Effects of Demonetization in India

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By TBN Staff

On 08 November 2016, Indian Prime Minster, Mr. Narendra Modi announced the demonetization of Rs.500 and Rs.1000 currency notes with effect from that midnight. These two denominations account for 86% of money circulation in India and hence this revolutionary step of demonetization led to various positive and negative effects in the country.

National effects of Demonetization in India:

a) The circulation of fake currency has stopped.
b) Black money stored in cash has become void.
c) Terrorists funding from within the country has slowed down, nearly stopped for time being.
d) Extortionists, kidnapping, and other such crimes are also decelerated.
e) Liquidity has risen up significantly in Banks.
f) Mobile ATMs have been started all over the country.
g) Advanced taxes have been deposited.
h) Municipalities’ tax collection rose from 3000 crores to 13000 crores approximately.
i) People, who haven’t paid electricity and telephone payments from 10 years, have now cleared all pending dues.
j) Small and big businesses have been impacted badly. Some companies have even started reducing their manpower. This may result to low GDP rate in near future.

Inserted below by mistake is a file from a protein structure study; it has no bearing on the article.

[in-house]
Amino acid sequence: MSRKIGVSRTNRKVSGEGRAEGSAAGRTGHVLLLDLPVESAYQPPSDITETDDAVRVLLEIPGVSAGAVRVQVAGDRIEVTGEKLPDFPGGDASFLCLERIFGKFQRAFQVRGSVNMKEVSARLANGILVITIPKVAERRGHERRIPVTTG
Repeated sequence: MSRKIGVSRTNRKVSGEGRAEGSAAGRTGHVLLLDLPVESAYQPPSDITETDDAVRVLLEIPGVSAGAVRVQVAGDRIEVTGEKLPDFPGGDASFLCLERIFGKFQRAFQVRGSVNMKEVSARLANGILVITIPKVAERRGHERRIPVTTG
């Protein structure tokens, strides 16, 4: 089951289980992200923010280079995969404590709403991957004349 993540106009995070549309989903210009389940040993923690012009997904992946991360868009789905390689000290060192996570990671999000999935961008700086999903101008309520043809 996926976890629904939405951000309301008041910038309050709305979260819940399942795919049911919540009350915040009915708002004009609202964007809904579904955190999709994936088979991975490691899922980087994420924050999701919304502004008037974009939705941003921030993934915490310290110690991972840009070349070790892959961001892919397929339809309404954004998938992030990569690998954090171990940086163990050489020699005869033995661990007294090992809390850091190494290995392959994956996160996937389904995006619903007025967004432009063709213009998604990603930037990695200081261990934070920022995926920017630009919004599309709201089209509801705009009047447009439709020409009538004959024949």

k) Cash crush in the country due to less printing of new higher denomination notes of Rs.500 and Rs.2000.

Demonetization Effects on Indian Citizens:

As higher denominations – Rs.500 and Rs.1000 notes – are no longer a legal tender in the country, all the different categories of the citizens are posed to a suffering of cash exchange, deposits and withdrawals limits in Bank Accounts, in addition to daily distress of long queues outside banks. Let’s see how each category is impacted:

1) Poor: People who are below poverty line or slightly above like farmers and labour class are facing adverse effects on immediate period since many of these people neither have direct bank accounts nor can use debit or credit cards.

Basically they store money at their homes and if hoarded money is in higher denomination, they are bound to face the challenge of standing in the long queues and get the denomination exchanged.
They also have to take leave from work for exchanging cash. This hampers not only the work, but also deduct their daily wages.

But this is a temporary effect. In a long term, Poor may make better use of Bank Accounts and use virtual payment methods in future. This may make their life better and secured and they may also make more money via interest return on their deposits.
In future, we may also expect transparency in government schemes which are malpractice by corrupt people. The corrupt people exploit poor by documenting Rs.8000/- per month salary of labours but pay them only Rs.2500-Rs.4000/-.

2) Middle class and Upper middle class: People under this category use credit cards and debit cards and also net banking to do their businesses, online shopping, and bill payments if electricity, landline, mobile, DTH, etc. so these people are not as much affected as they can wait for the queues to subside and later on deposit their old currency notes. However, to buy vegetables they may require lower denomination notes but still they can manage easily.